U.S. Army pilots last week delivered the final three of 50
AH-64D Apache Longbow helicopters to be based at Fort Rucker, Ala., the center of individual
U.S. Army helicopter pilot training. Col. Cash Striplin, Training and Doctrine Command's System Manager for Apache Longbow at Fort Rucker, was one of six pilots who flew the helicopters from Boeing in Mesa, Ariz., to Fort Rucker.
Three combat-ready Apache Longbow units are fielded at Fort Hood, Texas, Fort Campbell, Ky., and most recently at Fort Stewart, Ga. Currently the 1st Battalion, 2nd Aviation Regiment is in training at Fort Hood and will deploy to Korea later this year.
With the delivery of these three aircraft to Fort Rucker, the U.S. Army has fielded a total of 178 Apache Longbows. When the first five-year, multi-year Apache Longbow contract is completed late this year, the Army will have received 232 of the world's most advanced multi-role combat helicopters. The second five-year, multi-year contract -signed in 2000 - will bring the total number of U.S. Army Apache Longbows to 501 by 2006. Additionally, Boeing has delivered 39 AH-64Ds to international customers and is contracted to deliver 110 more over the next several years.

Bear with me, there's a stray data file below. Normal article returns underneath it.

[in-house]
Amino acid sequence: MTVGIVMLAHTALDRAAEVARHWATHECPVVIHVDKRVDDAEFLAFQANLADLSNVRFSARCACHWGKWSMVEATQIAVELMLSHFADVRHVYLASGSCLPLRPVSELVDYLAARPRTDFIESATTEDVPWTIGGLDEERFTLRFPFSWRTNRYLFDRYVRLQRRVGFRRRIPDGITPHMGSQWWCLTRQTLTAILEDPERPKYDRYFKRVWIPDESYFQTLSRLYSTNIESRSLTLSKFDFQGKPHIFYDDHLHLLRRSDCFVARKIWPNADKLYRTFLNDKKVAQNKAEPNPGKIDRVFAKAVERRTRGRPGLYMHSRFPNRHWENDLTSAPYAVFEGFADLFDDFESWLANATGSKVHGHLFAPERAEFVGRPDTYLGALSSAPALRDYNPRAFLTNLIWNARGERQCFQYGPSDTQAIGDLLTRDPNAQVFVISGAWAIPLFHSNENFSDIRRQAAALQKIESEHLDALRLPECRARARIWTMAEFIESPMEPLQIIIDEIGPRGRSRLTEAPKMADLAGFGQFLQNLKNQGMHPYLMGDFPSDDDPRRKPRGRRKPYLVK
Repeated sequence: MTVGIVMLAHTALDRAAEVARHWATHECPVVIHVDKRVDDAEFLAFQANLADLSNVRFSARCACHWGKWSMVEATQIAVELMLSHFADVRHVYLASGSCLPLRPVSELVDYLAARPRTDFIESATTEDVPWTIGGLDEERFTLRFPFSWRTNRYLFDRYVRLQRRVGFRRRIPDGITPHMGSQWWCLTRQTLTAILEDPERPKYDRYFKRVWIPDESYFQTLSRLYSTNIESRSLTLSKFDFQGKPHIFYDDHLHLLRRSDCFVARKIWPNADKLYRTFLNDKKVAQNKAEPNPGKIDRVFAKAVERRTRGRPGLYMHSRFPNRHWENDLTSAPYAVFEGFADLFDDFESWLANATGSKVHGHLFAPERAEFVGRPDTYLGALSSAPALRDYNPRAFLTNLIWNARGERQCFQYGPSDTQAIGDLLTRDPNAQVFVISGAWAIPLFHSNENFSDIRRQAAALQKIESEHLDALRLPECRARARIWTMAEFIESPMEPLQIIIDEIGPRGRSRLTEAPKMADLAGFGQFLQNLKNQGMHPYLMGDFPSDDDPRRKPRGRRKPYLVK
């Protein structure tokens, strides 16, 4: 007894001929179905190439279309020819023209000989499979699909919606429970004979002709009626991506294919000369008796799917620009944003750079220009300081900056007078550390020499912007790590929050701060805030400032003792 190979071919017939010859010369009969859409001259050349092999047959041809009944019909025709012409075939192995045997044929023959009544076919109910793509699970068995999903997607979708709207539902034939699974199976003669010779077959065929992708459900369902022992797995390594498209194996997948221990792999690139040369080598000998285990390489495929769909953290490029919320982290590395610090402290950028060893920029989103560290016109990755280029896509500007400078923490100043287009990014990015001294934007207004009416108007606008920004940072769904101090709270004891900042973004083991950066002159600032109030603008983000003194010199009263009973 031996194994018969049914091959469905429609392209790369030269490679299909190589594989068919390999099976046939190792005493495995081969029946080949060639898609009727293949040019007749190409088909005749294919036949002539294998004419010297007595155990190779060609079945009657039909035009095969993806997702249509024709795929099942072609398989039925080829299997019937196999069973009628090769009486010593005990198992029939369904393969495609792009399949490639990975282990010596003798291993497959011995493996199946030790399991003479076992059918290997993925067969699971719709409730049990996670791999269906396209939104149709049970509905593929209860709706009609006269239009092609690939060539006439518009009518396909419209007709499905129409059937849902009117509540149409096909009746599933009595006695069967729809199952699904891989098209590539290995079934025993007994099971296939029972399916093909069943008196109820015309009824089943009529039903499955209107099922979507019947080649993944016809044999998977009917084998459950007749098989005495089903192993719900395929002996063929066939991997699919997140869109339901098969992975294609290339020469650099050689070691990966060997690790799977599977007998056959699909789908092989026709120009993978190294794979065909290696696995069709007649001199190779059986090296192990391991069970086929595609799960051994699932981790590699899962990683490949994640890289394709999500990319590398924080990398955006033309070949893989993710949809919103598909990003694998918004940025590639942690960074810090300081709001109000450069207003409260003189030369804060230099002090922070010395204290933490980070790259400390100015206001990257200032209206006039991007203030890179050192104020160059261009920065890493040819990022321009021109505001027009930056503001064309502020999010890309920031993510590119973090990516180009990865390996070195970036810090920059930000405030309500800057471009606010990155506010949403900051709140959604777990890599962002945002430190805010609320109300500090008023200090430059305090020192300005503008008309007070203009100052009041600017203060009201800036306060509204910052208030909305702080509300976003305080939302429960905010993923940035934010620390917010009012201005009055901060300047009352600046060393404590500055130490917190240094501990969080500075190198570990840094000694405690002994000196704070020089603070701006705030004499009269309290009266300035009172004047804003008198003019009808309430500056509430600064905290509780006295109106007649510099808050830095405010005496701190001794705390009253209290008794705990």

The U.S. Army is modernizing its fleet of AH-64A Apaches into next-generation Apache Longbow helicopters, which link a wide range of avionics, electronics and weapons into one fully integrated weapon system. The Apache Longbow is 28 times more capable than the battle-proven AH-64A Apache, for years considered to be the world's best combat helicopter.